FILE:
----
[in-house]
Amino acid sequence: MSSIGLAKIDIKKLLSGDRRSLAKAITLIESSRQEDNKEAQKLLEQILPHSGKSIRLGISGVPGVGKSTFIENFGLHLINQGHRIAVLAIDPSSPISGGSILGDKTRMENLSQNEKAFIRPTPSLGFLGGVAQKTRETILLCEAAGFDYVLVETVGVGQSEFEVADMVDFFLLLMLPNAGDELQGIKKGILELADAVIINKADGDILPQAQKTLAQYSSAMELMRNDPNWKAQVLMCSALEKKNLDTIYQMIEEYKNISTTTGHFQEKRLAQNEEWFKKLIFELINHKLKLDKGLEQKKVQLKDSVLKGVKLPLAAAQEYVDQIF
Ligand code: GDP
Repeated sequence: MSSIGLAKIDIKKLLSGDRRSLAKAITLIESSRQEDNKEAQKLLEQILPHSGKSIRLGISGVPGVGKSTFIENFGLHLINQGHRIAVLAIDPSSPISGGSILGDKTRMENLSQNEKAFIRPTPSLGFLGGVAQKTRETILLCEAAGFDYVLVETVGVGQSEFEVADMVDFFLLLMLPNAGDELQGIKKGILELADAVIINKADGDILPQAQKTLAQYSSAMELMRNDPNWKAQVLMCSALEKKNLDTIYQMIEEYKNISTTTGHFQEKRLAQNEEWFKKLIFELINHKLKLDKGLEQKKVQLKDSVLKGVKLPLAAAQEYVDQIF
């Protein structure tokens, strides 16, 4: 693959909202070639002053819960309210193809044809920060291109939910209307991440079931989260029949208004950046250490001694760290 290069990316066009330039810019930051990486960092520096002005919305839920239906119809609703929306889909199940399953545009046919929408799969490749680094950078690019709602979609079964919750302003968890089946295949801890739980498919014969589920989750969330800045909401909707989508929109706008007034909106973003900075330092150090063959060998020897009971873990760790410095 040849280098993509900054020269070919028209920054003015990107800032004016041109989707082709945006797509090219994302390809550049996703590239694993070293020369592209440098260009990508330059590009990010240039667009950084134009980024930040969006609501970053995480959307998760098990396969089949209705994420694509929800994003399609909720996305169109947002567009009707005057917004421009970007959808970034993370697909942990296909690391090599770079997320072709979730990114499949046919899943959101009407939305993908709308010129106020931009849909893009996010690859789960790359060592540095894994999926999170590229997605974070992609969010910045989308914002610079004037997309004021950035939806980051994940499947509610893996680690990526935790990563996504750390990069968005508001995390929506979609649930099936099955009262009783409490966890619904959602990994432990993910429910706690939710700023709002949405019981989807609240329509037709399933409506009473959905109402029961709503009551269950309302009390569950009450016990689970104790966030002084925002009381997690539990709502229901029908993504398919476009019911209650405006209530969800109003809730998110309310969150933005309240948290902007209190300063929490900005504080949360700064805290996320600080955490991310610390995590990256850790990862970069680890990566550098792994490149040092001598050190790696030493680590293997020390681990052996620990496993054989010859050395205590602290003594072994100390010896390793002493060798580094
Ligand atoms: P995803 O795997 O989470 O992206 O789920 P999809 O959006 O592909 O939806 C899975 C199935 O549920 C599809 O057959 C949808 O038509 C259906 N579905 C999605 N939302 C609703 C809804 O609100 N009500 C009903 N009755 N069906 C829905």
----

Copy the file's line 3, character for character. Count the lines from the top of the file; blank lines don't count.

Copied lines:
Ligand code: GDP